Recently, Design World surveyed the robotics and motion industries about current and coming technology shifts (including those for robotic grippers) to improve automation. Among the experts who provided their insights was Samuel Bouchard, CEO of Robotiq.
Just a bit south of Quebec City, Robotiq was founded in 2008. Today the company designs and sells offers robotic vision systems, plug-and-play grippers, and force-torque sensors that are easy to use and setup — and configurable in minutes.
Here’s what Bouchard had to say about innovation in robotic grippers.
Do you see the same or more demand for designs offering turnkey operation?
Samuel Bouchard, CEO | Robotiq: We see that more and more people want to leverage standard plug & play components to integrate their own solutions. To this end, we’re offering plug & play packages of Adaptive Grippers, Force Sensors and Camera to work with specific brands of robot.
Has your company added or expanded services to provide more in-house engineering support?
Samuel Bouchard • CEO | Robotiq: As much as we’d like it to be plug & play, every application in a factory will be different. So we offer standard products but supplement it with Integration Coaches services. We don’t do the application design or integration work, but we provide coaching to our partners and end users so they can do it and develop their skills at the same time.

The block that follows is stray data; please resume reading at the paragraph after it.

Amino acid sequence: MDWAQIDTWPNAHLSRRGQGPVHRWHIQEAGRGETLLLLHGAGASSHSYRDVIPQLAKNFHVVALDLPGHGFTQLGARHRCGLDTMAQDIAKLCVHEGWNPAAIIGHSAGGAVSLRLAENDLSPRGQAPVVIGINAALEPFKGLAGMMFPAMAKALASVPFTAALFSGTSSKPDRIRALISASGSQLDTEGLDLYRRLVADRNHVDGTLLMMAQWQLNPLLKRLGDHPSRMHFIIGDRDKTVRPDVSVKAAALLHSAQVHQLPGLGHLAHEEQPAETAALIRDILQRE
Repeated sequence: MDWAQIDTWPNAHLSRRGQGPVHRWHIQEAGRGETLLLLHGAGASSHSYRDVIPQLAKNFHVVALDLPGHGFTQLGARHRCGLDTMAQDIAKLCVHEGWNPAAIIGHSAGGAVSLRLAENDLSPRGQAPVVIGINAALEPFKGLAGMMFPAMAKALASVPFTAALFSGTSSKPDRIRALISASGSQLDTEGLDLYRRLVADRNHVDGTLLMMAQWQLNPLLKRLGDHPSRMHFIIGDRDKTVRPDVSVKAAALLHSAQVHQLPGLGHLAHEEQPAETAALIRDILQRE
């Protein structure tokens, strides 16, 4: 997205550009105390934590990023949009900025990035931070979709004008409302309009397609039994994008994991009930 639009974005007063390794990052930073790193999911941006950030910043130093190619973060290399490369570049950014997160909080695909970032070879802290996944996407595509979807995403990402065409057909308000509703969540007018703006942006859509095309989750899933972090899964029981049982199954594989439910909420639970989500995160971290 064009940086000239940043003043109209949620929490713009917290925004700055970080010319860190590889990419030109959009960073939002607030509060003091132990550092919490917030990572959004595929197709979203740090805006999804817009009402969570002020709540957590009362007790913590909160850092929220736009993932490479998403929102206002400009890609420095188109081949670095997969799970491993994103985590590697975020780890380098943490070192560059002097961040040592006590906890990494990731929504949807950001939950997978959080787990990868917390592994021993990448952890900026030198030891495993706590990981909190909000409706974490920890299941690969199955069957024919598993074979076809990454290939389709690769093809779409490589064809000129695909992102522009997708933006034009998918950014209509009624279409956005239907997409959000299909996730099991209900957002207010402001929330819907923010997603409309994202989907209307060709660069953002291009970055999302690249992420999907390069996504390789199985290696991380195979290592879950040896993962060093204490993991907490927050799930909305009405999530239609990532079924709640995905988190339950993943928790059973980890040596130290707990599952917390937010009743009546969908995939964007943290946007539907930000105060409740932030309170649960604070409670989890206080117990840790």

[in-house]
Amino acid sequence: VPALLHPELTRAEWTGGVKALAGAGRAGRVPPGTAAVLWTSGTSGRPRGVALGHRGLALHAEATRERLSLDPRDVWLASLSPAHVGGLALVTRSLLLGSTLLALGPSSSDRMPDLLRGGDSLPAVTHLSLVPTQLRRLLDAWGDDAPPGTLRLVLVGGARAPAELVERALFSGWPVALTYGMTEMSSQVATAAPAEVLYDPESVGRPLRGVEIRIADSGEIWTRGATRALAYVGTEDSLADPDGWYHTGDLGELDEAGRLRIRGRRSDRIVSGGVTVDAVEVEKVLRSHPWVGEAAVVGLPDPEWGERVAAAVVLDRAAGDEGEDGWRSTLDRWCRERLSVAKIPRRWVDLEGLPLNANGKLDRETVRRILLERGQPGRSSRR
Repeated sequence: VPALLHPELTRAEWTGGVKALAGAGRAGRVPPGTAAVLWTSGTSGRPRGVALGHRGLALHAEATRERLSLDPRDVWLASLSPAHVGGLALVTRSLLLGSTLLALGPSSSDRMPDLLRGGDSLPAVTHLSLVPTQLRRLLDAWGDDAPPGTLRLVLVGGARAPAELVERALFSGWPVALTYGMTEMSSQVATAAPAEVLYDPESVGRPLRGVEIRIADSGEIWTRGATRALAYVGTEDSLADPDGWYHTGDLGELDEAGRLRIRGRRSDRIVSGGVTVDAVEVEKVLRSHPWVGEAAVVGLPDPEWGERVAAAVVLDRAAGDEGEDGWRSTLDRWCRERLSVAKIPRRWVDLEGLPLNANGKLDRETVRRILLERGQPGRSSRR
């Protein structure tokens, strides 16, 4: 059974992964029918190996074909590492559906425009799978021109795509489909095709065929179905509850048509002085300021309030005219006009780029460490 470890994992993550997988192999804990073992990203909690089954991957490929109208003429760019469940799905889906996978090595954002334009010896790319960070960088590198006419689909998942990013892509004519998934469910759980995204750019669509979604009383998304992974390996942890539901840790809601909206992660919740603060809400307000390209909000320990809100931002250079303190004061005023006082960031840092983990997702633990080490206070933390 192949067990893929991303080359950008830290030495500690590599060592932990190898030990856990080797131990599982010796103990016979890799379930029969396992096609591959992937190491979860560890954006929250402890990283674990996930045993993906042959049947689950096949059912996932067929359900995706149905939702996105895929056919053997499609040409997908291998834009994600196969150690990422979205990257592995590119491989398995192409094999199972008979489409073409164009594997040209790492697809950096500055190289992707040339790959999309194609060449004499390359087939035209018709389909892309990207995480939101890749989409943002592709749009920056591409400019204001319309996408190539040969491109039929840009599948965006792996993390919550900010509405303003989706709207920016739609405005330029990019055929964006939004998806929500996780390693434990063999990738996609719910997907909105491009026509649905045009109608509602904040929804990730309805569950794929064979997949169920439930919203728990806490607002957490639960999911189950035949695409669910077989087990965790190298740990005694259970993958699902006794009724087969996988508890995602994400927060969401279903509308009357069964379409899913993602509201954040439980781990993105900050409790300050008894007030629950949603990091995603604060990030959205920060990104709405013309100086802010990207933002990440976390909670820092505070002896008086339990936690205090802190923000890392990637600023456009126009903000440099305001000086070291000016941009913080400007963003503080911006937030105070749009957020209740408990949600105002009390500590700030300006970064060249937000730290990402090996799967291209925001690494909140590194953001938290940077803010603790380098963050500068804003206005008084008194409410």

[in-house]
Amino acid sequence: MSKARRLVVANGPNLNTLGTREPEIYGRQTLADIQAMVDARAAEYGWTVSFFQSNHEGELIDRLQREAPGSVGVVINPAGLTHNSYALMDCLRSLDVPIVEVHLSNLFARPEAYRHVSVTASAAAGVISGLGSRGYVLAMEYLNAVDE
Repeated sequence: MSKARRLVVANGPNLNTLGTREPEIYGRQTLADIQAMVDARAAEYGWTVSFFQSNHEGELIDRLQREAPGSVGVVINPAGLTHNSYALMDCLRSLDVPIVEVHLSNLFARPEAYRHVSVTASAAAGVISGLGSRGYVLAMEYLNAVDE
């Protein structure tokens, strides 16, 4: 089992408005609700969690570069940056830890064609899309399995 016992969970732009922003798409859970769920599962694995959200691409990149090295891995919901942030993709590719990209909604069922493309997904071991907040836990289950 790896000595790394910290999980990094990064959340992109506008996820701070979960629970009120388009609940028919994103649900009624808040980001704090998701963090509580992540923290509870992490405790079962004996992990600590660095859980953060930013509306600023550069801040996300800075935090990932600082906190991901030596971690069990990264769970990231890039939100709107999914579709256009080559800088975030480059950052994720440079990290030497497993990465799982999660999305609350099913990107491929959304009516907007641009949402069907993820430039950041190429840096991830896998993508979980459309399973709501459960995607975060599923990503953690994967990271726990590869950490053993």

What industries are most changing robotic design?
Samuel Bouchard • CEO | Robotiq: All companies are under pressure to add flexibility because the rate of change of all markets is increasing. Electronics might be the most intense though as they have high volume and high changeovers in their lines.
Tell us about a new application unlike anything possible 10 years ago.
Samuel Bouchard • CEO | Robotiq: 10 years ago it was very difficult to deploy a robot in a matter of days. Today, with flexible, easy-to-use components, it’s possible.
Where do you see the Internet of Things changing robotic design?
Samuel Bouchard • CEO | Robotiq: Industry 4.0 is a fuzzy buzz word. We’re still having issues connecting stuff with wires in factories because no standards exist. 3D printing quite used in tooling design — including for our own production — that speeds things a lot.
Where do you see online configuration tools changing how design engineers specify and buy components?
Samuel Bouchard • CEO | Robotiq: Online configuration is a good tool but if you have very flexible design, well — you don’t need that as much.
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